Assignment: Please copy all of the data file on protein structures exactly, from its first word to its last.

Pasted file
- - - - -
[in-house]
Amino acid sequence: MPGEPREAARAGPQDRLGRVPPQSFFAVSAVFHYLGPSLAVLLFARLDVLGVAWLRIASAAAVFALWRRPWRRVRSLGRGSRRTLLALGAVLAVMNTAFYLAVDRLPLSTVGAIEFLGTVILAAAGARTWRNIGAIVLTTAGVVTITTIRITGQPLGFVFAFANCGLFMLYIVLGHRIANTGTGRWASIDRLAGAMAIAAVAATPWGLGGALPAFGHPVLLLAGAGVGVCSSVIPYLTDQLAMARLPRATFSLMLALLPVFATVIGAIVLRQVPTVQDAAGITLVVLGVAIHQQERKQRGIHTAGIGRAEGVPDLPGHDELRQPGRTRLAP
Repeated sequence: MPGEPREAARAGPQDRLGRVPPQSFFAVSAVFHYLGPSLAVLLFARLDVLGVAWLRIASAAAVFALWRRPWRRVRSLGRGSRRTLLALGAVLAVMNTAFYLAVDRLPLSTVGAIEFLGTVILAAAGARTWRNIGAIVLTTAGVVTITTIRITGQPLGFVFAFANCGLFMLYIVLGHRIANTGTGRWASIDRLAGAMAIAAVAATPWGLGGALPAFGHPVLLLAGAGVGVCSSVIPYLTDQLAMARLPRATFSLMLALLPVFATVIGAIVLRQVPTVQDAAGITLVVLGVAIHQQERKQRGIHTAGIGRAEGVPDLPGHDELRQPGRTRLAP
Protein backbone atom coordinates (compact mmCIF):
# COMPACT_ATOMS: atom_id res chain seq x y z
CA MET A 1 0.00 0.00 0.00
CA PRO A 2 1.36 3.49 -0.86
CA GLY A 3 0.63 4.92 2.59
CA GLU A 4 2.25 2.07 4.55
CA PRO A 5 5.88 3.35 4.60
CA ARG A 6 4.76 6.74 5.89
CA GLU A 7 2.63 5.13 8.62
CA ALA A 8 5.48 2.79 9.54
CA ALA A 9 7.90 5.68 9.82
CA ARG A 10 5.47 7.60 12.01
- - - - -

[in-house]
Amino acid sequence: MPGEPREAARAGPQDRLGRVPPQSFFAVSAVFHYLGPSLAVLLFARLDVLGVAWLRIASAAAVFALWRRPWRRVRSLGRGSRRTLLALGAVLAVMNTAFYLAVDRLPLSTVGAIEFLGTVILAAAGARTWRNIGAIVLTTAGVVTITTIRITGQPLGFVFAFANCGLFMLYIVLGHRIANTGTGRWASIDRLAGAMAIAAVAATPWGLGGALPAFGHPVLLLAGAGVGVCSSVIPYLTDQLAMARLPRATFSLMLALLPVFATVIGAIVLRQVPTVQDAAGITLVVLGVAIHQQERKQRGIHTAGIGRAEGVPDLPGHDELRQPGRTRLAP
Repeated sequence: MPGEPREAARAGPQDRLGRVPPQSFFAVSAVFHYLGPSLAVLLFARLDVLGVAWLRIASAAAVFALWRRPWRRVRSLGRGSRRTLLALGAVLAVMNTAFYLAVDRLPLSTVGAIEFLGTVILAAAGARTWRNIGAIVLTTAGVVTITTIRITGQPLGFVFAFANCGLFMLYIVLGHRIANTGTGRWASIDRLAGAMAIAAVAATPWGLGGALPAFGHPVLLLAGAGVGVCSSVIPYLTDQLAMARLPRATFSLMLALLPVFATVIGAIVLRQVPTVQDAAGITLVVLGVAIHQQERKQRGIHTAGIGRAEGVPDLPGHDELRQPGRTRLAP
Protein backbone atom coordinates (compact mmCIF):
# COMPACT_ATOMS: atom_id res chain seq x y z
CA MET A 1 0.00 0.00 0.00
CA PRO A 2 1.36 3.49 -0.86
CA GLY A 3 0.63 4.92 2.59
CA GLU A 4 2.25 2.07 4.55
CA PRO A 5 5.88 3.35 4.60
CA ARG A 6 4.76 6.74 5.89
CA GLU A 7 2.63 5.13 8.62
CA ALA A 8 5.48 2.79 9.54
CA ALA A 9 7.90 5.68 9.82
CA ARG A 10 5.47 7.60 12.01